What Is Inventory Shrinkage, And 7 Ways To Reduce Inventory Shrinkage

inventory shrinkage

What is inventory shrinkage

It is imperative that proper procedures are adopted to maintain flawless inventory. Such a situation is better said than done especially in a retail organization where the movement of goods is rapid and frequent. Before the advent of the computer-based inventory control systems, stocks were tabulated manually. Stock cards kept a track of goods received and goods sold or delivered. The stock card would be checked against the physical stock. It would be done either biannually or annually. The whole organization would come to a standstill until the stocks were verified.

After the perpetual inventory systems were introduced such manual tabulating became obsolete. The system showed the receivables and stock in hand at the tap of a key. Still, there was no guarantee that both the physical stock in hand and the books always matched.

Keeping track of such rapid movements would need an efficient computer generated system. Still, there are many a slip between the cup and the lip and when and if physical stocks are taken there could be a discrepancy between the records and the goods in hand. Invariably what could happen would be the recorded quantity would be more than the physical stock. This is what is referred to as inventory shrinkage.

The following are 7 ways to reduce inventory shrinkage.

#1. Stop customer theft

customer theft

This is a major issue encountered by all retailers. There are gangs of customers who would enter a large retail store with the primary aim of pilfering items. All precautions like security tags, scanners at entry and exit points are needed. Security should be beefed up and at optimum efficiency at all times.

#2. Stop employee theft


Employees should not be given the opportunity to pilfer stocks at any time and proper surveillance should be in place. Tight security controls are required at all points within and exit to ensure no leverage is given.

#3. Check errors in scanning

inventory Scanning

Regularly and randomly check the scanning equipment for flaws. Ensure that the system is supported and serviced by professionals. If there are any flaws it would open to flood gates and the management would not be aware until the horses have bolted. The systems for scanning would need checking more often than not.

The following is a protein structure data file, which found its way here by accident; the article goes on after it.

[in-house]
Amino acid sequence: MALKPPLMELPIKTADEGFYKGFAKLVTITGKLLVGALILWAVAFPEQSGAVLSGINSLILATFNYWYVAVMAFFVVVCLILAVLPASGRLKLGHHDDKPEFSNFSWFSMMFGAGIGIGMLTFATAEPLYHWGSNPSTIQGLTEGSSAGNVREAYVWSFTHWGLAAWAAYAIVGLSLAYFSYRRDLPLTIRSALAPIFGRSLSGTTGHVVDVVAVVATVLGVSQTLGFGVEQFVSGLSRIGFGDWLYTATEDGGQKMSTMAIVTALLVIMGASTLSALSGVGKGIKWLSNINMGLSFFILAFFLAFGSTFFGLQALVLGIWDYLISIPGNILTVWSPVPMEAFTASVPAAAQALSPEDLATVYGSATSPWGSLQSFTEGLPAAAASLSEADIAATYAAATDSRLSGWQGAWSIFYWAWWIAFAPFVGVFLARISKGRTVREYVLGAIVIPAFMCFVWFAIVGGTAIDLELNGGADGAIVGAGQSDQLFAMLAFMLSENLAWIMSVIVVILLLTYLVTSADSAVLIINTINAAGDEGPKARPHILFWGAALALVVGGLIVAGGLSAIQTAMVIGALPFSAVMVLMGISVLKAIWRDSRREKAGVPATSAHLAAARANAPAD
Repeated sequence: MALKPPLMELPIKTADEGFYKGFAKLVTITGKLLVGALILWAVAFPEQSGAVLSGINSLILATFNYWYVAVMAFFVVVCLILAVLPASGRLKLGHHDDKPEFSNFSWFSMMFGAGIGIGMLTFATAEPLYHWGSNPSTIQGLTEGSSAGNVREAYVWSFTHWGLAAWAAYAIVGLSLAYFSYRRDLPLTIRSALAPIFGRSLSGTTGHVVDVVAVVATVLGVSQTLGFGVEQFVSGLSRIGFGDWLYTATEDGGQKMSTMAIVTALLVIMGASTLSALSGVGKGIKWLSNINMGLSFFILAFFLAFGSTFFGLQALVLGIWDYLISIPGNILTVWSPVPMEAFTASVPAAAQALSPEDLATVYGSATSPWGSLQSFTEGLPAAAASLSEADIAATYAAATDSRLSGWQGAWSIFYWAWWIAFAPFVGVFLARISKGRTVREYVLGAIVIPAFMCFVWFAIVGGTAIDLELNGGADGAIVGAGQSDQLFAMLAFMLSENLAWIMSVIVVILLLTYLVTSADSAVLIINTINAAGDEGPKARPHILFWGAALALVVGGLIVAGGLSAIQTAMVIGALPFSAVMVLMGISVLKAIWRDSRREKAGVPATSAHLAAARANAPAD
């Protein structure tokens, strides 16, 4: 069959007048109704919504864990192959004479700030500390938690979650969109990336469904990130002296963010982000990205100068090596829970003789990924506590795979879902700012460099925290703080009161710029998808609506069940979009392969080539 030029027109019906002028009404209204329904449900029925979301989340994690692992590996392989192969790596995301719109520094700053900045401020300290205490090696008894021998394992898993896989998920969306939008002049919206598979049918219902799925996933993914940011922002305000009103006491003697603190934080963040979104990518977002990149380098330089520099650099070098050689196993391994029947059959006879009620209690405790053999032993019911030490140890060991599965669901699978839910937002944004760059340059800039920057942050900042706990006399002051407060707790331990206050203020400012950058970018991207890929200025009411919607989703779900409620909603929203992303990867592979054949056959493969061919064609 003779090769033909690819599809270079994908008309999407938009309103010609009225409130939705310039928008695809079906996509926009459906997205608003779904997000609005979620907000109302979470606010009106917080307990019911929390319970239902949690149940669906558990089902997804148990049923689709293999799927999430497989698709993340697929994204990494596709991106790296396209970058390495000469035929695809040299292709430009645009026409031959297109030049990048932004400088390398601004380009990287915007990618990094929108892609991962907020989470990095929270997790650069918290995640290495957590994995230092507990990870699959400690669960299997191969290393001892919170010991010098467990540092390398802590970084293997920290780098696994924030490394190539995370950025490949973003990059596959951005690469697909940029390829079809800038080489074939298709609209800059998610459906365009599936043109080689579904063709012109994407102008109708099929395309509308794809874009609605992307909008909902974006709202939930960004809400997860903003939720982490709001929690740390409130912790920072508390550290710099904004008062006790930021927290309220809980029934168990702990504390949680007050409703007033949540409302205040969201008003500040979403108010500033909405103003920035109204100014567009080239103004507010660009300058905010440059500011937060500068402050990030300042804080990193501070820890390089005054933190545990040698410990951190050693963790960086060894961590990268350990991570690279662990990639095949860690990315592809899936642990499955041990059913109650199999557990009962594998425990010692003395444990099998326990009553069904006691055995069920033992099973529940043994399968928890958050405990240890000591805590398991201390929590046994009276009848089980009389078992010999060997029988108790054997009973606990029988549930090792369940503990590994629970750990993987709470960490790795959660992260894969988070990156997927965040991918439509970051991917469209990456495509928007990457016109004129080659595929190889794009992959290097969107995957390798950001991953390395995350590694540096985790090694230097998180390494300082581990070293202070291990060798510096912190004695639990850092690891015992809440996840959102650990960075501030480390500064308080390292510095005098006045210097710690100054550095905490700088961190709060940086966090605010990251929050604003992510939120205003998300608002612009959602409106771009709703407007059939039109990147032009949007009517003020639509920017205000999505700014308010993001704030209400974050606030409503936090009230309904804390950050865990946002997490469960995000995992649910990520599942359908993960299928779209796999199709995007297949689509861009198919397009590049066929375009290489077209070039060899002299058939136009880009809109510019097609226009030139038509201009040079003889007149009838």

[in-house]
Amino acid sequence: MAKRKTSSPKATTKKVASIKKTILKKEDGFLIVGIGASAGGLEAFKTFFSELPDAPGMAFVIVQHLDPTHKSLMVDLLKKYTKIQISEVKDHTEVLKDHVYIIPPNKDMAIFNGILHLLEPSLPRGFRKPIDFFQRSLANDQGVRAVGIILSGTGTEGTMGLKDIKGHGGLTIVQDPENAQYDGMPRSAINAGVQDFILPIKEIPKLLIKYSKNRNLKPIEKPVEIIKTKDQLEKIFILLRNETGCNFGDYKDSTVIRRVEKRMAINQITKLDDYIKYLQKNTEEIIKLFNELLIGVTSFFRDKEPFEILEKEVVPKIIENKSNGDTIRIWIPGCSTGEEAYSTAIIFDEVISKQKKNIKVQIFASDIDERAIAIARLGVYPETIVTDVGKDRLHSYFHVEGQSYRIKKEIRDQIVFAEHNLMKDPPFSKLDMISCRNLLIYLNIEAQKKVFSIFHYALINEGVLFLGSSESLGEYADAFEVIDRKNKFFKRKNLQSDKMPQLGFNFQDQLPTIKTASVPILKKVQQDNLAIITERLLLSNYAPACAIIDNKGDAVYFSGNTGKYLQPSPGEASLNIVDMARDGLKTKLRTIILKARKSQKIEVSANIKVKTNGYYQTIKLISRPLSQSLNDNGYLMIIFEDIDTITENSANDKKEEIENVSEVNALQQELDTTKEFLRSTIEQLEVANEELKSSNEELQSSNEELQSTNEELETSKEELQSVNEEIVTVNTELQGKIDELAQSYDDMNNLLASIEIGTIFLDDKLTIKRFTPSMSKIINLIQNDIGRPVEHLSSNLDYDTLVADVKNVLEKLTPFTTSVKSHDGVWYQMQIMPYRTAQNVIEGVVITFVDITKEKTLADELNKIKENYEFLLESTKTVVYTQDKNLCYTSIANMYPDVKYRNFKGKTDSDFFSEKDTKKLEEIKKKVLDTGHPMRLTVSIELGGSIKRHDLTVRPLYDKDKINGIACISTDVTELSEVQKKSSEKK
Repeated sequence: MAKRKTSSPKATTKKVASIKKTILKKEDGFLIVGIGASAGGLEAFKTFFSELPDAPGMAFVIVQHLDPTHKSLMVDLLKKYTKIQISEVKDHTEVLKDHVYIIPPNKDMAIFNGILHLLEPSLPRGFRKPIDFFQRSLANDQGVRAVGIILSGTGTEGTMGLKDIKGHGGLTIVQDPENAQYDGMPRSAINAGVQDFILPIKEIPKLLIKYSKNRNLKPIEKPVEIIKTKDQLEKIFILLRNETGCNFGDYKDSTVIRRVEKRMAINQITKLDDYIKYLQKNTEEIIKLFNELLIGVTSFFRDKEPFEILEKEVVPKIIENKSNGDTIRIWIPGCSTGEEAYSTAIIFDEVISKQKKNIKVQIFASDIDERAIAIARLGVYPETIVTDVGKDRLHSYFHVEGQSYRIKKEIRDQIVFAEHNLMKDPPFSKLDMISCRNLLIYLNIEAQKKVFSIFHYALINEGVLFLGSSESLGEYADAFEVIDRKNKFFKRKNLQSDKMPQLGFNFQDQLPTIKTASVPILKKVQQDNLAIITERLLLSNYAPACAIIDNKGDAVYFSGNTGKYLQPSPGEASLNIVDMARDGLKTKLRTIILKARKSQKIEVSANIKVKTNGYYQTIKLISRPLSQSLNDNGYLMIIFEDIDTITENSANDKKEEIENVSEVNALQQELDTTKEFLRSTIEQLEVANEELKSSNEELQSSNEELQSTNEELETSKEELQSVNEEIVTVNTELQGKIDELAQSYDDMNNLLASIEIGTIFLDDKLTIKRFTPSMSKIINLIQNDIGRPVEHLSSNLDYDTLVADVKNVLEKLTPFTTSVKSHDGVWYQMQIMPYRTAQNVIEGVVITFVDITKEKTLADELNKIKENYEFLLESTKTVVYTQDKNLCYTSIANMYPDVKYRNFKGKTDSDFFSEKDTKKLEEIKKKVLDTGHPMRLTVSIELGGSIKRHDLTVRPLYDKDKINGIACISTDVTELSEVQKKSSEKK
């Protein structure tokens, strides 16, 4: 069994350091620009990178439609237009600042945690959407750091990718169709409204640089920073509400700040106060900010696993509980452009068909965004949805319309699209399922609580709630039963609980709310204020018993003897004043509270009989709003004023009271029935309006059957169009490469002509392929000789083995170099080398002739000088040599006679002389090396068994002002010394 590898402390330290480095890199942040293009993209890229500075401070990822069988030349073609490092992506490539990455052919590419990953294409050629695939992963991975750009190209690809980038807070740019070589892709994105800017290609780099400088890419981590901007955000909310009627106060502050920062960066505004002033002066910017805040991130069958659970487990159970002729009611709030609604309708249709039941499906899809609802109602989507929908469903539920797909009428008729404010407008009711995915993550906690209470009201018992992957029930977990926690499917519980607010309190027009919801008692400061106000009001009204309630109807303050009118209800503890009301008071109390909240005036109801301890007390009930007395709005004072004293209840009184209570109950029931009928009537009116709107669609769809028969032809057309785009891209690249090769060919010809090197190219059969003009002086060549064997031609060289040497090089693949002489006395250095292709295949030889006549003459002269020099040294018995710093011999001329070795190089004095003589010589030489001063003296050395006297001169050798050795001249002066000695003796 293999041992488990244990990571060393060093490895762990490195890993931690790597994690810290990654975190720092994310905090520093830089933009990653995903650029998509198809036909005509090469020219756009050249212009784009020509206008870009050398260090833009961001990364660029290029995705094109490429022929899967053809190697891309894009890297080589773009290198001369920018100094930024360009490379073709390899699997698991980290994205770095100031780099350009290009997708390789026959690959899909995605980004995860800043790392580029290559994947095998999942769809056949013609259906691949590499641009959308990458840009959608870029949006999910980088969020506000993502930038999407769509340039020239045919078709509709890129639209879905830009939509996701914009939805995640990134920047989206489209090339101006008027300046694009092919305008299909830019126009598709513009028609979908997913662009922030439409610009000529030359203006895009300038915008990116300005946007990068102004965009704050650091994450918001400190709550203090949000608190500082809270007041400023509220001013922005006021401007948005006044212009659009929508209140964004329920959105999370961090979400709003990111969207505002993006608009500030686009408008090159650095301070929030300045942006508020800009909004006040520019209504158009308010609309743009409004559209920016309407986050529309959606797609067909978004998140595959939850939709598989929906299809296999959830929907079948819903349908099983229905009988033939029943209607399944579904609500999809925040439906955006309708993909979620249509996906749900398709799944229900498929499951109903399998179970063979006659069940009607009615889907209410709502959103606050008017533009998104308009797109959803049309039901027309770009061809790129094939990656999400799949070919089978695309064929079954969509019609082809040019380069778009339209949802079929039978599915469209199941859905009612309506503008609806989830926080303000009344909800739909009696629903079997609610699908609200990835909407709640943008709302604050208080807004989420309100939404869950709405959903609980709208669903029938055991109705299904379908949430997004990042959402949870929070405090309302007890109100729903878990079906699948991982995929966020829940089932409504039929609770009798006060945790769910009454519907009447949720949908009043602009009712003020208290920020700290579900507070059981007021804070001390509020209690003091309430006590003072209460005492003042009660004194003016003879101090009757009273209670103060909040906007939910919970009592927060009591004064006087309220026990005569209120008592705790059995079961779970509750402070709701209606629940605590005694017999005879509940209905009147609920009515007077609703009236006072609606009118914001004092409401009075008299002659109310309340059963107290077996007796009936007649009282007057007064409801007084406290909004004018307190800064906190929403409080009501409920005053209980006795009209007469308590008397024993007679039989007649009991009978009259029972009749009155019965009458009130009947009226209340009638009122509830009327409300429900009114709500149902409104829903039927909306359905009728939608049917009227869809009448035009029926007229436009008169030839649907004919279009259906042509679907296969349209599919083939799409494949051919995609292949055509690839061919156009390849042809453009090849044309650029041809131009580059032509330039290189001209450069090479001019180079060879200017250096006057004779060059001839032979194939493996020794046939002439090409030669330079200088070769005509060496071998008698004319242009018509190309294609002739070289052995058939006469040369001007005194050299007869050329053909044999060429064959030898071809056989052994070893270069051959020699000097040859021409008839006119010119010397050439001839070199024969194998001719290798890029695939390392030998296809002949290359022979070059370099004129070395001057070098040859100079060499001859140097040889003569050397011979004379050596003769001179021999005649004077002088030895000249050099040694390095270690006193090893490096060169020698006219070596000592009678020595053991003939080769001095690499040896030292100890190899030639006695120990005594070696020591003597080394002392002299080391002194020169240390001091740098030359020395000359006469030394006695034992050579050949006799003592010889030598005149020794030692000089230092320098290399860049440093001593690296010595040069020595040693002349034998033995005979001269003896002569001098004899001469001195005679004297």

#4. Delegate and designate responsibilities

inventory responsibility

Delegate and designate areas of responsibilities which would keep every staff member on his or her toes and also ensure that they are responsible to reduce inventory shrinkage. Once employees know their territories of responsibilities they would endure reducing inventory shrinkage.

#5. Tabulate all damaged stock

tabulate damaged inventory

Damaged stocks are a part and parcel of any type of business which should be kept at the minimum. Employees should be aware that it is their responsibility and also if such incidents occur they should be immediately informed. The Warehouse supervisor should authenticate the fact and remove such items from the system. Damaged stocks cannot be prevented hence remove from physical stocks and from the records too.

#6. The loss at the point of acceptance

inventory loss

At the point of acceptance of goods, every packing list should be thoroughly checked for any discrepancies either due to pilferage or human error. There would not be an ideal situation but with high-security systems in place, it would be able to reduce inventory shrinkage.

Stocks ordered, received and taken into the perpetual inventory system should not be flawed or discrepancies are allowed to happen. Discrepancies could occur not always due to pilferages but due to human error too.

#7. Take random stock checks

inventory check

The only way to check and reduce inventory shrinkage would be to take random stock checks of one or more items. It is only when you have the quantity of physical stock available that you could cross-check it with the system balances. Such random stock checks would place even the staff on a leash and ensure that they are kept on their toes at all times.


A penny saved is a penny earned. In that context, every endeavor should be made to reduce inventory shrinkage. It is difficult to eliminate it, but it could be controlled to be at the minimum.

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